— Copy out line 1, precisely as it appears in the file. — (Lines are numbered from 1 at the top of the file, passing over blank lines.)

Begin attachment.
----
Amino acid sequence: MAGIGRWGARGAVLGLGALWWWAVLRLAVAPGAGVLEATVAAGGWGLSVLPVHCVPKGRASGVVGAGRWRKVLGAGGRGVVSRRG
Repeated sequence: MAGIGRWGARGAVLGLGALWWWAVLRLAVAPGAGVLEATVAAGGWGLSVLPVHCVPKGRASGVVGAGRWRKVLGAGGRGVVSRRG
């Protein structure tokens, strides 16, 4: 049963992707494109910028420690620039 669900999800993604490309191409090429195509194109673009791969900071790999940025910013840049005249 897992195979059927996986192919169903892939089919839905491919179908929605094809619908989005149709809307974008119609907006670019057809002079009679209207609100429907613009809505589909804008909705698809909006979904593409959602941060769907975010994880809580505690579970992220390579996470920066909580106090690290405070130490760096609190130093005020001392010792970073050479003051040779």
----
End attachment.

Amino acid sequence: MAGIGRWGARGAVLGLGALWWWAVLRLAVAPGAGVLEATVAAGGWGLSVLPVHCVPKGRASGVVGAGRWRKVLGAGGRGVVSRRG